Liverpool Roman Catholic Archdiocesan Trustees Incorporated. A Registered Charity. No' 232709
Fr. Vincent McShane
Sr. Clarissa and Sr. Ijeoma (Sisters of the Immaculate Heart of Mary)
Tel: 0151 421 1758
Sr. Catherine Farrelly (Daughters of Charity of St Vincent De Paul)
Tel: 0151 220 2525
Sat 5.15pm Holy Family church
9.30am St. Mark's church
11.00am Holy Family church
6.00pm St. Mark's church
Information on all other Masses, including weekdays, can be found in the News section.
The Presbytery & Parish Office
Tel: 0151 486 9883
Fax: 0151 486 9885
Mon, Tues, Thurs & Fri: 9:00am - 3:00pm
Wed: 9:00am - 1:00pm
If a house be divided against itself, that house cannot stand.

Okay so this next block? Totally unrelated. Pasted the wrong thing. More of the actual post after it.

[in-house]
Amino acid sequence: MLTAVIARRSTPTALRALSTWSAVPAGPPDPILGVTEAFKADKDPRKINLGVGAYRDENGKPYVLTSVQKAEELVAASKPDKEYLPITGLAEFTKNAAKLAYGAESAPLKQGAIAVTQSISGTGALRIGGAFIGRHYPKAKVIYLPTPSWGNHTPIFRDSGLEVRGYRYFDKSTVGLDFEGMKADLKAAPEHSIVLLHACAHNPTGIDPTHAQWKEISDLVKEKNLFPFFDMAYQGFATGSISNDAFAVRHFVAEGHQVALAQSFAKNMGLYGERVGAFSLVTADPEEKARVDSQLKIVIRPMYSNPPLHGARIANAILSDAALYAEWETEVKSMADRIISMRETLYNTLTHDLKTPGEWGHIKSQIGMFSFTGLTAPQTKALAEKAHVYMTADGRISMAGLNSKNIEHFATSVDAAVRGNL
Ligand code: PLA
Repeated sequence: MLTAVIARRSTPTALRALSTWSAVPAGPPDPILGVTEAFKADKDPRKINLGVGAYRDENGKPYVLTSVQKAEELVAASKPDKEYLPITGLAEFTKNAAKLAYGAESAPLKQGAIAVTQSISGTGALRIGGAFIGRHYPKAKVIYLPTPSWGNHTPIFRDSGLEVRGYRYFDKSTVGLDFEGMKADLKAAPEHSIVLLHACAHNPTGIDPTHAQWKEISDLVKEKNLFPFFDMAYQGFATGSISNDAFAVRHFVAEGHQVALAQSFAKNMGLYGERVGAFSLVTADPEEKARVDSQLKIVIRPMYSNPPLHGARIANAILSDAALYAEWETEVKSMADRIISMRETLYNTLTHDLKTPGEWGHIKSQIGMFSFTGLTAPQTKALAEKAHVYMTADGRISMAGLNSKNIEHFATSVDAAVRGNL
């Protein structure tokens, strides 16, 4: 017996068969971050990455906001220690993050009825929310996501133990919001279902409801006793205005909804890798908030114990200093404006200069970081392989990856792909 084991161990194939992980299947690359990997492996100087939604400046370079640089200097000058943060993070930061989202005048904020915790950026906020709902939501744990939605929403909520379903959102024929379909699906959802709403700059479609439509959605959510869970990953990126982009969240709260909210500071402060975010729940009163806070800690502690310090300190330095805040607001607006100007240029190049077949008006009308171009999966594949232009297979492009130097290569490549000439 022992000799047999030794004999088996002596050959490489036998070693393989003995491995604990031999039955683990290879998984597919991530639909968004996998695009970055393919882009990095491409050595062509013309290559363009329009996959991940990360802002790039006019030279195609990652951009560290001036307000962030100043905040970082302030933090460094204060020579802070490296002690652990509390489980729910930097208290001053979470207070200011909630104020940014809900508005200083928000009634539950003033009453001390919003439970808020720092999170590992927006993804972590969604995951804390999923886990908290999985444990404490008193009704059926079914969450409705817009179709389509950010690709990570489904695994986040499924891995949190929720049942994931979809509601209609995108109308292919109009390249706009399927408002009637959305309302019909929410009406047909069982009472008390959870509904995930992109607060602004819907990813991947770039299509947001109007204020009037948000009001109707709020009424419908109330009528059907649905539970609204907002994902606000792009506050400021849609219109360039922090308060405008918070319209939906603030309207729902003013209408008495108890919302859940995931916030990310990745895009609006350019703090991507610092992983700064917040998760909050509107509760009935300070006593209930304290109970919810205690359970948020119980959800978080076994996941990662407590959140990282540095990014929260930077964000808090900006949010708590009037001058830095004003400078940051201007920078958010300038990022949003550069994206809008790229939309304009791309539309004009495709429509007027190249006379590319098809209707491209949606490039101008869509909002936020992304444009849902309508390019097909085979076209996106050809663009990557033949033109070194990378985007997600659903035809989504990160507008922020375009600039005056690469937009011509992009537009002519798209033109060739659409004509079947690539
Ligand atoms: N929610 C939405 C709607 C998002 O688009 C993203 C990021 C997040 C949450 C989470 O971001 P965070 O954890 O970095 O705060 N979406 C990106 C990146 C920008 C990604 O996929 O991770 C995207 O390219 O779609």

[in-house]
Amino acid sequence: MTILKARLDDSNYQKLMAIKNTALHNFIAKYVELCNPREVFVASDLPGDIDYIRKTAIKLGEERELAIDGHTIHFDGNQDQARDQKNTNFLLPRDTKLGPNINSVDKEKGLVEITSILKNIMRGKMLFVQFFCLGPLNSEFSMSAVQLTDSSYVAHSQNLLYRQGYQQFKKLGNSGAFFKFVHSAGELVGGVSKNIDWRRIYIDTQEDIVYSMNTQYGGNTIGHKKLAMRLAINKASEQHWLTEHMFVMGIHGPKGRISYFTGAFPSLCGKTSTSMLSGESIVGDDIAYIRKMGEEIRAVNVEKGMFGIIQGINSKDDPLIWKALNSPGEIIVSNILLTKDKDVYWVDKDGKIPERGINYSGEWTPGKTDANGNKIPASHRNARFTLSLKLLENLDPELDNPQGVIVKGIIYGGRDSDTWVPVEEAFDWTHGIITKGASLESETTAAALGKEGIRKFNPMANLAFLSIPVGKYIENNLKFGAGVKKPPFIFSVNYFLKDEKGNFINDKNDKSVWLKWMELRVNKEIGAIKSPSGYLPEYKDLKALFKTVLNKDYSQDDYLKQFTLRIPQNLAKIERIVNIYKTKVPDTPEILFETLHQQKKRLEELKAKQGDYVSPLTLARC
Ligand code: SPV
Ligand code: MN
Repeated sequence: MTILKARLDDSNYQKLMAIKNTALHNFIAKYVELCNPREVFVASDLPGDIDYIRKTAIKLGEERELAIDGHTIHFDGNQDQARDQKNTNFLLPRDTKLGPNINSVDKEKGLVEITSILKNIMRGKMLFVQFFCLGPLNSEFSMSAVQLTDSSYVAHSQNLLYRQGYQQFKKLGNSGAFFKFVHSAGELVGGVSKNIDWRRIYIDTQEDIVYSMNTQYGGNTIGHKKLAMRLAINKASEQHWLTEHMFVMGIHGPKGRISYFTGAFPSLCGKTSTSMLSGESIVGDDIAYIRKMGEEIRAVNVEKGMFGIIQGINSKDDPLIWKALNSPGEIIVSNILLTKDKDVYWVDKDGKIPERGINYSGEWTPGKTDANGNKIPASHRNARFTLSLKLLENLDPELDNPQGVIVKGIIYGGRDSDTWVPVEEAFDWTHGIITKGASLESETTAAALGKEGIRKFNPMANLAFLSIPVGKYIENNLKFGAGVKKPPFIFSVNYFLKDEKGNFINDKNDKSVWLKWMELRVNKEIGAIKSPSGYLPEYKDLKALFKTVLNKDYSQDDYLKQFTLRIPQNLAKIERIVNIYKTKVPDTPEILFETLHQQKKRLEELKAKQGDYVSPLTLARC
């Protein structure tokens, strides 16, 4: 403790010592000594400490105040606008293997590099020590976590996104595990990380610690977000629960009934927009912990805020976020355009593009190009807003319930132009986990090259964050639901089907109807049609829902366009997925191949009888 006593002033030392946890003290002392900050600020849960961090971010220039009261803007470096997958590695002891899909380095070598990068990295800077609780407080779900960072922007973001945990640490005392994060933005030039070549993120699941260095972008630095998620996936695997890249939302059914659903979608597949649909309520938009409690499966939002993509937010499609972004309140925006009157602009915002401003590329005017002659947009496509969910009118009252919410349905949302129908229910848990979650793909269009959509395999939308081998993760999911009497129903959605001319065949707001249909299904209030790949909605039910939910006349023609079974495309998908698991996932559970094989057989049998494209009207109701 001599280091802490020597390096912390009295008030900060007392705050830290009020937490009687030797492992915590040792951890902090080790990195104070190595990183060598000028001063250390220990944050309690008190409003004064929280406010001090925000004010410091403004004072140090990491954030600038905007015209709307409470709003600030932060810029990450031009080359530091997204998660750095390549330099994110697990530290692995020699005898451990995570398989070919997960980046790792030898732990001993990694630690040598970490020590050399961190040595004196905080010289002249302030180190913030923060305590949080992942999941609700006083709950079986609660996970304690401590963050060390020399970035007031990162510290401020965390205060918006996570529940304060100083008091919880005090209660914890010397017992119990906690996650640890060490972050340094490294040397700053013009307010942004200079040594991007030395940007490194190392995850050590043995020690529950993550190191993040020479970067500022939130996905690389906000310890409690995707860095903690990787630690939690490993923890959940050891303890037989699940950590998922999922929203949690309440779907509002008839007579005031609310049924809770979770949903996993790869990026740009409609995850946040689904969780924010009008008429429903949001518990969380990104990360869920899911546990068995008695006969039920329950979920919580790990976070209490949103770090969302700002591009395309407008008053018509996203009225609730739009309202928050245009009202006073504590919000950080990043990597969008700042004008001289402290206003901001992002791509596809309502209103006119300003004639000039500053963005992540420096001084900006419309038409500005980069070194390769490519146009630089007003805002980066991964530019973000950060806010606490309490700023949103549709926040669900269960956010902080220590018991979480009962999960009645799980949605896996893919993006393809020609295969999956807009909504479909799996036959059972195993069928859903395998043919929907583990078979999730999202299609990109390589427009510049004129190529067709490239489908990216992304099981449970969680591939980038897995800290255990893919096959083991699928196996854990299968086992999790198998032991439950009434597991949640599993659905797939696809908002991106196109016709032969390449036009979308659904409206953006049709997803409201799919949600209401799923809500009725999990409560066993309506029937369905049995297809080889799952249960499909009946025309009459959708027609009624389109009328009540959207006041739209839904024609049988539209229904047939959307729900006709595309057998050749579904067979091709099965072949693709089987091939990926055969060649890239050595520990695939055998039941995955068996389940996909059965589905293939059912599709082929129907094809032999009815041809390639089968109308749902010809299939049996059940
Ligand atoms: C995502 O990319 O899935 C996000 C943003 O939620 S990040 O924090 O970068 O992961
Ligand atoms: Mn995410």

St. Mark (first century AD), one of the 12 Apostles chosen by Jesus, is traditionally considered the author of the Second Gospel.
Little is known of Mark as a person. He is called "John" in three of the texts of the New Testament (Acts 12:12, 25; 13:5, 13; 15:37). The early Christians gathered at his family's house in Jerusalem (Acts 13:13). He accompanied Paul and Barnabas on Paul's first missionary journey as far as Perga in Pamphylia. The last mention of Mark is in the Acts when it is noted that he journeyed to Cyprus with Barnabas.
Mark's closest relationship seems to have been with Peter. Peter sends Mark greetings in his first letter (5:13), and Papias, a 2nd-century Christian writer, states that Mark copied down the words of Peter and thus composed the Gospel that carries his name. As far as can be judged from the testimony of Christian writers in the 2d and 3d centuries, Mark composed his Gospel in Greek some time between A.D. 63 and 70. If, as has been surmised, Peter was one important source for Mark's Gospel, and if the assigned date of composition is correct, it is possible that Mark accompanied Peter to Rome, going on from there after Peter's death.